Kristy Moua, Features Editor
She is a competitive, sensitive and compassionate soul.
Her laughter echoes the room after the children laugh,
Her willingness to play Uno or volleyball never goes unnoticed,
Her voice hums out melodies from church or she speaks of her own opinions of injustice,
Her heart is filled with undying love.
She will repeat things people already know,
But maybe in reality they need to hear it again.
She will pull out paper to for others to help her write letters to loved ones,
A traditional love letter rather than a text or phone call.
She has hugged many,
From tiny children to the elderly.
She has told many souls those three words others find so difficult to say.
Sometimes people who don’t know her treat her with such stiffness and uncertainty,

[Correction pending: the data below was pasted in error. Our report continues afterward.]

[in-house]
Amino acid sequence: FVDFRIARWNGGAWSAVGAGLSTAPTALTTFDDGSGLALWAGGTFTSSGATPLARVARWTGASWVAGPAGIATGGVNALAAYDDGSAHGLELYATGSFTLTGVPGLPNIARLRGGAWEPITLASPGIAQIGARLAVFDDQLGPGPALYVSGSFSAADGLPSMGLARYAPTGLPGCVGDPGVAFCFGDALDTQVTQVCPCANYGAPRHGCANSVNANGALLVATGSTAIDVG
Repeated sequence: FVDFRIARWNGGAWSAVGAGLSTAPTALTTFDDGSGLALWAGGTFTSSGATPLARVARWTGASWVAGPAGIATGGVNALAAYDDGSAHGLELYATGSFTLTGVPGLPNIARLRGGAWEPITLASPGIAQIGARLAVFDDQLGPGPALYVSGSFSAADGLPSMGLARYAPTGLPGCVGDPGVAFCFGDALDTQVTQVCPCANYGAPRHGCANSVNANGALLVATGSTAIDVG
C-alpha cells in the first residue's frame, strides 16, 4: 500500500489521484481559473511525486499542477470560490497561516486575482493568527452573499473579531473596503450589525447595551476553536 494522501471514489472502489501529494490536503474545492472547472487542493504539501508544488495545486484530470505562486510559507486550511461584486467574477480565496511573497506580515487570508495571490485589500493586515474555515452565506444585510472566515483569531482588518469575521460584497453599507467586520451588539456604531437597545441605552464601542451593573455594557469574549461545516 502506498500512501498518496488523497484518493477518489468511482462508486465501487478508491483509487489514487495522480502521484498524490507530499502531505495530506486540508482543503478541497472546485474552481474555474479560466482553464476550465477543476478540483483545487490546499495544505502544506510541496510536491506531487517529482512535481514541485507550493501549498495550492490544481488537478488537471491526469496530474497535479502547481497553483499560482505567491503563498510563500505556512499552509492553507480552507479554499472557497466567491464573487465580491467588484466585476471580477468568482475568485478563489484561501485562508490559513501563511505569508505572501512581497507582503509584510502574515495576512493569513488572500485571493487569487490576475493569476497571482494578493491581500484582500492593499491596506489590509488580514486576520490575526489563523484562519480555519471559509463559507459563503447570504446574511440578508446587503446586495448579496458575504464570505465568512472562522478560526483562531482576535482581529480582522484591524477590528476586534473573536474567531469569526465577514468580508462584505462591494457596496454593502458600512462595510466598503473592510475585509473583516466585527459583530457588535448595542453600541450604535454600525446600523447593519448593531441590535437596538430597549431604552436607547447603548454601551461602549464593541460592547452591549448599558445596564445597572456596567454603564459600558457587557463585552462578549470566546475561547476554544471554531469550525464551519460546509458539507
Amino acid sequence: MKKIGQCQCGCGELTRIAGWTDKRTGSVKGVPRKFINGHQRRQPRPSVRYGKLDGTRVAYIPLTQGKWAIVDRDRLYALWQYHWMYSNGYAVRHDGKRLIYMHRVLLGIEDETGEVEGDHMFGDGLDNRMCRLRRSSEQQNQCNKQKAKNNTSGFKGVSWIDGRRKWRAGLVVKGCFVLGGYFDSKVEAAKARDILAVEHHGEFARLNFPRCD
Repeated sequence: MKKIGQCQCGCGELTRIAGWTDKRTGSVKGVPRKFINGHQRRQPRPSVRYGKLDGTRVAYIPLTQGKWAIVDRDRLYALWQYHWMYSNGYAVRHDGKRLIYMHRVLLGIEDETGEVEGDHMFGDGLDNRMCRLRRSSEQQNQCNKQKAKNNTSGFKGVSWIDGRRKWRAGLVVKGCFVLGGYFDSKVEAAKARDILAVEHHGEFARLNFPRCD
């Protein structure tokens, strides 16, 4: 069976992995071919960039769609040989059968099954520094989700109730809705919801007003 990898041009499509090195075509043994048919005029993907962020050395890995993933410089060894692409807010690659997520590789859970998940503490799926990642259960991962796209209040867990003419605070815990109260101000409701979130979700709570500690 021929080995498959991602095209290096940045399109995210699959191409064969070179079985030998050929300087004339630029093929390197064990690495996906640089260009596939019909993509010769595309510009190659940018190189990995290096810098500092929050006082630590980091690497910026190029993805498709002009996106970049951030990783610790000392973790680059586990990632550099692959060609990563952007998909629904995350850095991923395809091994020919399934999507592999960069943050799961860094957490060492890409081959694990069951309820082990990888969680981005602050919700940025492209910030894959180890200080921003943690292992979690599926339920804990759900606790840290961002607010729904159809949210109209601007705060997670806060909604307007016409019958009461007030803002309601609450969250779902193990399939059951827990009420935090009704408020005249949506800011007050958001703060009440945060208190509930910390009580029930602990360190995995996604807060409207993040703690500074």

Hoping to not make a wrong move or say something wrong because she appears to be “different”.
Sometimes the stigma can be seen and sensed through people’s eyes and non-verbal cues.
Sometimes people will say something about her to another person right in front of her,
She can hear you and understand you.
And you see,
She is still kind, empathic, conversational, makes mistakes, and has dreams.
She is my aunt.
She is human.
She is Maikou.
This article was originally published in the October 4, 2019 issue.